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Cuckoo Smurfing

What is cuckoo smurfing?

Cuckoo smurfing is a type of money laundering. It is relatively simple for criminals to use. It can be used to move vast sums of illicit cash from regulated first world countries (where drug prices are high) to both safe havens (where the drug dealers can enjoy the high life) and to countries where drugs are sourced (so that advance payment for the next batch to be delivered to Australia can be made).

Cuckoo smurfing syndicates are dedicated syndicates of organised criminals who help other criminals (usually but not necessarily exclusively drug dealers) to move illicit cash.

cuckoo smurfing infographic

Click to download an extended version of the infographic which includes information on how smurfs are used to deposit money into the victim’s bank account and where the money ends up.

What does cuckoo smurfing depend upon?

Cuckoo smurfing makes illegal use of a perfectly legal and common way of moving money: alternative remittance. Alternative remittance has been around for thousands of years, it certainly pre-dates Western banking by centuries. It involves professional remitters who ‘swap’ the money of respective clients, thus allowing their clients to move the value of their money over vast distances without actually carrying anything of value across such distances. In bygone days of bandits and warlords, it was of obvious advantage not to carry gold bullion and such on horseback over hundreds or even thousands of miles.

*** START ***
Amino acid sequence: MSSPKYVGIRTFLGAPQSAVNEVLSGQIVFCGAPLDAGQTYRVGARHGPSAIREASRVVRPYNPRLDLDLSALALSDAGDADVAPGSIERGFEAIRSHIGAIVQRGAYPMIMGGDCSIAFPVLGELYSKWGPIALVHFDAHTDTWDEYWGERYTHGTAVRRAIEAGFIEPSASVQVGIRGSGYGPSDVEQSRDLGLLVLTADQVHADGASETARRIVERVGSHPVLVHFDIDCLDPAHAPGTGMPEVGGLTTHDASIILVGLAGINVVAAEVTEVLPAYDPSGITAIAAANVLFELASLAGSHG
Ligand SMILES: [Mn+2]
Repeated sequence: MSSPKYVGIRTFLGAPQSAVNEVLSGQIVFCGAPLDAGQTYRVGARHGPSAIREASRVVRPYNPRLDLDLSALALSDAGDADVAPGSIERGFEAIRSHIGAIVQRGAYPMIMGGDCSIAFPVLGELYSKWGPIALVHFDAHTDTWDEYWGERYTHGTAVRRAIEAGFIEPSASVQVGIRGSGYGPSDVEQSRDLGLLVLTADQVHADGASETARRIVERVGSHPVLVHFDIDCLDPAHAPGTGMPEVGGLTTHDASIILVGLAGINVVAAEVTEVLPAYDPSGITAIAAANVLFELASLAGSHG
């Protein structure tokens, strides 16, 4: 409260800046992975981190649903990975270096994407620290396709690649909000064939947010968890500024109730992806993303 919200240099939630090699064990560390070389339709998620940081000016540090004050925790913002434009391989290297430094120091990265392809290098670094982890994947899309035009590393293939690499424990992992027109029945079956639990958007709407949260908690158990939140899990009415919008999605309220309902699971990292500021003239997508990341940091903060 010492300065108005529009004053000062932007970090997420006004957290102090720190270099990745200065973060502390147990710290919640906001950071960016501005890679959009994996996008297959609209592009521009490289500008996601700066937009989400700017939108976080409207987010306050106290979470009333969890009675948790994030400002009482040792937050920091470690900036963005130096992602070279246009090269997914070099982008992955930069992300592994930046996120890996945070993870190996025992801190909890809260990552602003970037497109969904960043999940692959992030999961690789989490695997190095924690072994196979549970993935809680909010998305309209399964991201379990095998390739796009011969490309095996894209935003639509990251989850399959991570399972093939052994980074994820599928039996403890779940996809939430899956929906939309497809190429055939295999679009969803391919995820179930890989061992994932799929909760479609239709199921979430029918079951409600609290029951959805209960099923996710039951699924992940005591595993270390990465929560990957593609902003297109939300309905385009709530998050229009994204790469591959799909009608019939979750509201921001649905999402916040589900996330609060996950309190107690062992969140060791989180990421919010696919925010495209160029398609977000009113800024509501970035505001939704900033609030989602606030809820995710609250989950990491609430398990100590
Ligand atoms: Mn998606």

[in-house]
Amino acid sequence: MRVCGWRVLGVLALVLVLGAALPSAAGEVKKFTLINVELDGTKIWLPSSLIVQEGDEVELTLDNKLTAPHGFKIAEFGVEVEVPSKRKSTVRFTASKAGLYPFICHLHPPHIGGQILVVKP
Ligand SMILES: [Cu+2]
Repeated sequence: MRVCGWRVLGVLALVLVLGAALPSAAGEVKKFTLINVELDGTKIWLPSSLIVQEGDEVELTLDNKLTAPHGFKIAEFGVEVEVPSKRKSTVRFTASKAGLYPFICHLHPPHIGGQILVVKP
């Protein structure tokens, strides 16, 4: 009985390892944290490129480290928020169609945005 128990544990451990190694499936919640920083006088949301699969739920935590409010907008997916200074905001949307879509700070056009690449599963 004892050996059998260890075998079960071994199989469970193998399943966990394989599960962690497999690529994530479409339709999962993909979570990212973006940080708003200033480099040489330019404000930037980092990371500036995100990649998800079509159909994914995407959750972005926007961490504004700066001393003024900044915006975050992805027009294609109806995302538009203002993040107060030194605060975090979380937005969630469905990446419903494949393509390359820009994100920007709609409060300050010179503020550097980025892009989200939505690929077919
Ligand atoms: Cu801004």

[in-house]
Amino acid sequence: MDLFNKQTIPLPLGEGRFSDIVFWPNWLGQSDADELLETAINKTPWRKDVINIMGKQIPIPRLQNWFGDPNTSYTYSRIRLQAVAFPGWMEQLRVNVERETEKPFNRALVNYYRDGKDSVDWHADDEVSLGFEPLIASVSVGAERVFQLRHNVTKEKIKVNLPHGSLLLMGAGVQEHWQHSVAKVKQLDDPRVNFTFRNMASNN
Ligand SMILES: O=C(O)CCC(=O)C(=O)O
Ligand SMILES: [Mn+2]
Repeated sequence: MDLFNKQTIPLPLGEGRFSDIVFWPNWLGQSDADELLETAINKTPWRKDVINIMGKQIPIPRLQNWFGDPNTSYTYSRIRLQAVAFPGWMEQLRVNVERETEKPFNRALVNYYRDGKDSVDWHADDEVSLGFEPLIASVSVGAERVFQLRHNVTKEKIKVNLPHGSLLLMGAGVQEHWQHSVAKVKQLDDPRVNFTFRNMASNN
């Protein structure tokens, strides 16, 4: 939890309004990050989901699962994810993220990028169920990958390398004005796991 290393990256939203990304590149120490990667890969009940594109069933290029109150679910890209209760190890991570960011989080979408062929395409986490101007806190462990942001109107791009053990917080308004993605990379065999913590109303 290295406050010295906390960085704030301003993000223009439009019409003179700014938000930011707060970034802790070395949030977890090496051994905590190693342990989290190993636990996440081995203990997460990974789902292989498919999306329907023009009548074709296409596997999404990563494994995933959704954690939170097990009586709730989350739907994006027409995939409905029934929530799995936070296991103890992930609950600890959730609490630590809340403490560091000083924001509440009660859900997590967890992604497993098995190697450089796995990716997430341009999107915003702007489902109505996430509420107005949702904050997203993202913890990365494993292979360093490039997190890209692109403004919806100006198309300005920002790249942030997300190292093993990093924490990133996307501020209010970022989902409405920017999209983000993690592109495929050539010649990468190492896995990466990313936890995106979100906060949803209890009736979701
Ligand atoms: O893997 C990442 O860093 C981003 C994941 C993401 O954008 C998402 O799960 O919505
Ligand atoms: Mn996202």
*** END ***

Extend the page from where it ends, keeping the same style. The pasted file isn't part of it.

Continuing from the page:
In parts of the Middle East and Asia in particular, alternative remittance is still very popular.

Alternative remittance is lawful in Australia. It is highly regulated (as is western banking) by the Anti-Money Laundering and Counter-Terrorism Financing Act 2006 (Cth) (AMLCTF Act).

Alternative remittance (in a grossly simplified way) works like this (using an example from times past): A and B are people who want to move money in opposite directions, say from one side of China to the other side. Person A wants to send a gift to his parents. Person B needs to pay a supplier for goods he has purchased. They each need to send the same amount, but in the opposite direction. A and B do not know each other. A and B could each send a man on horseback with gold coins. That is expensive and risky. Enter the services of X and Y who are alternative remitters in the respective cities. They know and trust each other. They are part of an extensive network of remitters. So:

  1. A makes payment to X,
  2. B makes payment to Y,
  3. X then makes payment (using the money given to him by A) to B’s supplier of goods, and
  4. Y makes payment (using the money given to him by B) to A’s parents.

Of course X and Y each charge a relatively modest fee for this service.

How does cuckoo smurfing work?